Anecdotally we know there is need and desperation, but it’s very difficult to quantify it in most areas of the state.

J.Z.: What is the work you’re doing with Coalition for a Livable Future?

L.W.: They had developed a project called Equity Maps, where they looked at, in the metro region, how close were people in different neighborhoods to public transit to grocery stores to open space, things like that. And they approached us to say could we take the mapping we did with those issues and lay your social services on them. It would give metro area leaders a snapshot of where social services are across the metro area, where there clusters and where is the greater need. It could potentially layer on that economic trends as well: What are the demographics of those trends as well? Are there social services in the area where low-income people live, or do they have to take three buses to get to a food box agency, and then haul the food box back with their kids on three buses? It’s pretty exciting for us to think about livability and how we can help inform the conversation around livability.

In this region we often think of livability around transit and open space. We don’t often have the conversation about livability as it impacts social services. That tends to be a separate conversation.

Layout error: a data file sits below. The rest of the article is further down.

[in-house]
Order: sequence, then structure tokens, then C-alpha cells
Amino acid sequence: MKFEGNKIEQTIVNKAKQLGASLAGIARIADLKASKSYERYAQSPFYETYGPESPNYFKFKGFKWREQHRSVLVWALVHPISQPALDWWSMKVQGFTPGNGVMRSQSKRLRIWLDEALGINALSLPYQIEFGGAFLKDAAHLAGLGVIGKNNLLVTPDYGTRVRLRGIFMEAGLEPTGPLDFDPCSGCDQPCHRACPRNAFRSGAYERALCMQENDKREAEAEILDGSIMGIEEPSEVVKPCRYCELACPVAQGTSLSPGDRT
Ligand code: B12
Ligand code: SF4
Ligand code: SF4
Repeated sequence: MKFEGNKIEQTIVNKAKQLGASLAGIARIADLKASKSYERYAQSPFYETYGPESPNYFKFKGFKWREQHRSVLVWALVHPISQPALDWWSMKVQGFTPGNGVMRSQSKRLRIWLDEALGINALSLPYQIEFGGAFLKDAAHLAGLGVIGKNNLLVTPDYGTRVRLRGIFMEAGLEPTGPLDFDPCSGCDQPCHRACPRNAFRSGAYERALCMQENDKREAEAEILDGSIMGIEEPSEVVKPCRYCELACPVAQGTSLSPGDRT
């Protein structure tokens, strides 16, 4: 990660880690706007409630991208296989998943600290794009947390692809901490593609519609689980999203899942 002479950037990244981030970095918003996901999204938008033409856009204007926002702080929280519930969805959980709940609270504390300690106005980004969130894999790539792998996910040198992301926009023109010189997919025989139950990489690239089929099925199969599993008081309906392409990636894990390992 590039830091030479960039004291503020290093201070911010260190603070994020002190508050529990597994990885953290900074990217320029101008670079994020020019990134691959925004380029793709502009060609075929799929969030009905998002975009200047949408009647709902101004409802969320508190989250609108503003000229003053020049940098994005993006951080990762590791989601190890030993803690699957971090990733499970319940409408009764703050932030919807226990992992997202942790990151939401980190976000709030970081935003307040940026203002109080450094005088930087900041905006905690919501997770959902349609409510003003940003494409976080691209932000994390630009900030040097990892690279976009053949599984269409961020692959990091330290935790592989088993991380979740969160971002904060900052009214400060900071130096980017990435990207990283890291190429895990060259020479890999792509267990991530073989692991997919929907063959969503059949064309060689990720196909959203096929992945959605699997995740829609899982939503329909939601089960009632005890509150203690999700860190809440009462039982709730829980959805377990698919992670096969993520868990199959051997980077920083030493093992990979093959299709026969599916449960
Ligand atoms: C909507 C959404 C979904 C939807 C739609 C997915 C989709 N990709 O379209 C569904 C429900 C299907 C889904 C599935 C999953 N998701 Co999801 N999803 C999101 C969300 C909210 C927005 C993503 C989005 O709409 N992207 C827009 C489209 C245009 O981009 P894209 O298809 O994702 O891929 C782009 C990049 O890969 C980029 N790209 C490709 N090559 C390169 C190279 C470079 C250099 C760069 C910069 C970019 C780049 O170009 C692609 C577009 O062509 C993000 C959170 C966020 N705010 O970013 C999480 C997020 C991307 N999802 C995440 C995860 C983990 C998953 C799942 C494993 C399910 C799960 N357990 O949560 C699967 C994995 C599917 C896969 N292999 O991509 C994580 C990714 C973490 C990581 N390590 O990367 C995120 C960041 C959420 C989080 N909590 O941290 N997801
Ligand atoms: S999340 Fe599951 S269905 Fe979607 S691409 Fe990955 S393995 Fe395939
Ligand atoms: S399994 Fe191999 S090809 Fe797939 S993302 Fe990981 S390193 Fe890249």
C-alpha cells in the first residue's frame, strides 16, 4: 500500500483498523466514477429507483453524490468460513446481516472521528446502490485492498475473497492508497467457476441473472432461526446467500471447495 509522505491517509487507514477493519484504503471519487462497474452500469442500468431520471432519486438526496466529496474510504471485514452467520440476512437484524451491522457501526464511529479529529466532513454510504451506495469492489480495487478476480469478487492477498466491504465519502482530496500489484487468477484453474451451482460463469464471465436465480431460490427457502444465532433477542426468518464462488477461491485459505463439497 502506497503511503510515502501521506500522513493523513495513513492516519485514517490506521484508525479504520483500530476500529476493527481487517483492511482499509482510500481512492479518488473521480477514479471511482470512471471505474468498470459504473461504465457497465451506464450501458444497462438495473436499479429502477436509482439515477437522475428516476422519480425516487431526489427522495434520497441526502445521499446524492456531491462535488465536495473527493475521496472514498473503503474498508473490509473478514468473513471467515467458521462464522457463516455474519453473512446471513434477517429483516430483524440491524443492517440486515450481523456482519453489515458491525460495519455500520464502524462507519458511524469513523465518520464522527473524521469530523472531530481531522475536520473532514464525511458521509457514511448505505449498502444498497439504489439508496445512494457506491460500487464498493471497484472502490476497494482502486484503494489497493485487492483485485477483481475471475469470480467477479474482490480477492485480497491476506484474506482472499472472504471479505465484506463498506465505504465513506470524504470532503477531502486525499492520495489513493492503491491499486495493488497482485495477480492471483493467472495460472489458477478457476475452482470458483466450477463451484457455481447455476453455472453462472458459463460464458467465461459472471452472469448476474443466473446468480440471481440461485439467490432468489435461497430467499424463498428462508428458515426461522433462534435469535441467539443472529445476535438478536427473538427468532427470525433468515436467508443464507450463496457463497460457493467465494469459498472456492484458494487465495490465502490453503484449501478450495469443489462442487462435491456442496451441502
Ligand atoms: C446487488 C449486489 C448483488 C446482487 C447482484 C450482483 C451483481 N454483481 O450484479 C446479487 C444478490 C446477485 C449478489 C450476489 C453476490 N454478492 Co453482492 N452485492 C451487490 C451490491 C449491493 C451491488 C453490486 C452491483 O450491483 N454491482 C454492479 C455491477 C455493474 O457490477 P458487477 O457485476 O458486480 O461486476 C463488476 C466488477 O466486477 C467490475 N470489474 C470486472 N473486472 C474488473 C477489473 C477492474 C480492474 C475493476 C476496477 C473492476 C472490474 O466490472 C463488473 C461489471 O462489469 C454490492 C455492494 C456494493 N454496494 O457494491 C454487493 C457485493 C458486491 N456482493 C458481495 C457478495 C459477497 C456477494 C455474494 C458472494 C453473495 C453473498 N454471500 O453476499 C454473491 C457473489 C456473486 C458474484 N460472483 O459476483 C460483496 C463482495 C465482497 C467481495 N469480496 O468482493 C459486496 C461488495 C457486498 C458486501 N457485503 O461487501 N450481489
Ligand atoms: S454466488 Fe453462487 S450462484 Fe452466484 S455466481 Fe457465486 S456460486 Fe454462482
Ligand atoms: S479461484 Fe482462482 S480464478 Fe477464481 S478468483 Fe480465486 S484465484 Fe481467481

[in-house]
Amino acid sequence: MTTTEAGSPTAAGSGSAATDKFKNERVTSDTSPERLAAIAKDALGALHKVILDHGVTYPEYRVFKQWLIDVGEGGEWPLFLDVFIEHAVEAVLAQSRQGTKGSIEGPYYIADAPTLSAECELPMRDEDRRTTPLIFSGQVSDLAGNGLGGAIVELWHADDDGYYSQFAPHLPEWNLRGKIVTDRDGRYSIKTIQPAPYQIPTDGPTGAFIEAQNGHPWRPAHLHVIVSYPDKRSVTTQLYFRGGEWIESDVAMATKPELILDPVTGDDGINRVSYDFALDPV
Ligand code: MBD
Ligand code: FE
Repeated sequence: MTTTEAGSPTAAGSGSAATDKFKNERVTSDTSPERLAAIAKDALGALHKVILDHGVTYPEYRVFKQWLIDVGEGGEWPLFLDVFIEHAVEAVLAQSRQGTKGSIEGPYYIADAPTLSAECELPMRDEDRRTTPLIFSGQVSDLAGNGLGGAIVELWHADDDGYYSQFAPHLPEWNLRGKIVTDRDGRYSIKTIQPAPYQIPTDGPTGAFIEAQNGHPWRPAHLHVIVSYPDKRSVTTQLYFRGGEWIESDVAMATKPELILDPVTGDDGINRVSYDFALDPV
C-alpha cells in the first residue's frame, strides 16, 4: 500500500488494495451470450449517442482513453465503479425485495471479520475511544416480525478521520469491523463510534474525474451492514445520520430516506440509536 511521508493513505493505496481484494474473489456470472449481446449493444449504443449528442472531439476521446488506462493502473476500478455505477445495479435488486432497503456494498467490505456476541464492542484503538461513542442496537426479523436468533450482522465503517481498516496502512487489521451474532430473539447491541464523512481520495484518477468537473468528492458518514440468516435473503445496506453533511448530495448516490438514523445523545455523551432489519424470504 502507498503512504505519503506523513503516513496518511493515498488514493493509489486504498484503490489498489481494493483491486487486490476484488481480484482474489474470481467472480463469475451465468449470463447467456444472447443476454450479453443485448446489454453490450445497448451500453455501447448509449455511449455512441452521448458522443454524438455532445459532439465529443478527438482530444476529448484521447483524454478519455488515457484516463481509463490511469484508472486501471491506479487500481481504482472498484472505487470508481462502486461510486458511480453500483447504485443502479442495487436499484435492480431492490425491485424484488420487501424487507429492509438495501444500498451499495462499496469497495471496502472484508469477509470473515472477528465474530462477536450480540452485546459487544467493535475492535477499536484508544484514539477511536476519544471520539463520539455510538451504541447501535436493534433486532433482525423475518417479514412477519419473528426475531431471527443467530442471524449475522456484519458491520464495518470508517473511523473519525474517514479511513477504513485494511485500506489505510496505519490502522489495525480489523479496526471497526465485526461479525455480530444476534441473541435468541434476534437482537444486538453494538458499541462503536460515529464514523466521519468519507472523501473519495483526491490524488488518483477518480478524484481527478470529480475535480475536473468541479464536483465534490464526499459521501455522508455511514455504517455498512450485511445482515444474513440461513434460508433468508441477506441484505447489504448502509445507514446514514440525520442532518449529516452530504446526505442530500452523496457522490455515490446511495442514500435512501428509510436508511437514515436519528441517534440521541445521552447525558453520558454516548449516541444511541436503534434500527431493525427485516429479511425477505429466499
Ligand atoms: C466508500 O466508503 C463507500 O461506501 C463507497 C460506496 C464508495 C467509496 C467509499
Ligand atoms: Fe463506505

J.Z.: Clearly, you think it’s very important to be thinking of livability in terms of social services and such. Why is that so important to the larger community?

L.W.: I think it ties into the foreclosure conversation because we’re much more than basic needs in terms of what we can do. We have resources we can direct to really anybody, and particularly around the foreclosure conversation, it could be anybody tomorrow. If any of us has learned anything over the past two years, it’s how vulnerable we all are and how confusing and complicated it can be to find social services. Social services are a part of our community, and if we incorporate them more into that livability conversation we really would be a community, as opposed to people who need access to social services over there, and that’s an entirely separate system. So I do think it has to be an essential part of planning. It gets to the notion that we’re in this region together, and we forget that. We think about it all the time with transportation, so why not think about it in terms of transportation and affordable housing, and transportation and food? Those things are connected, and we sometimes keep them in silos, and we need to not do that.

J.Z.: Can you speak a bit about the partnership with Street Roots?

L.W.: The Rose City Resource guide is an excellent companion to what 211 Info does. Our partnership with Street Roots goes back several years, where we get a copy of the Rose City Resource guide and we check that against our data base and we make any updates that Street Roots has identified and vice versa, and I think what’s powerful about the RCR guide, is its size, that’s its updated a couple times a year, and that people really use it — people who don’t have any other means, don’t have access to the Internet or a phone, and here they can find out information about basic services. So we see it as a perfect complement to the slate of services we provide, and we each get to leverage each other’s relationships with social-service providers.

2 responses to “You’ve got questions? 211Info has the answers

  1. Thanks so much for coming and talking to Liesl. Street Roots is an invaluable community resource.

  2. Michael Wendt

    looking for artile re: Liesl Wendt and 211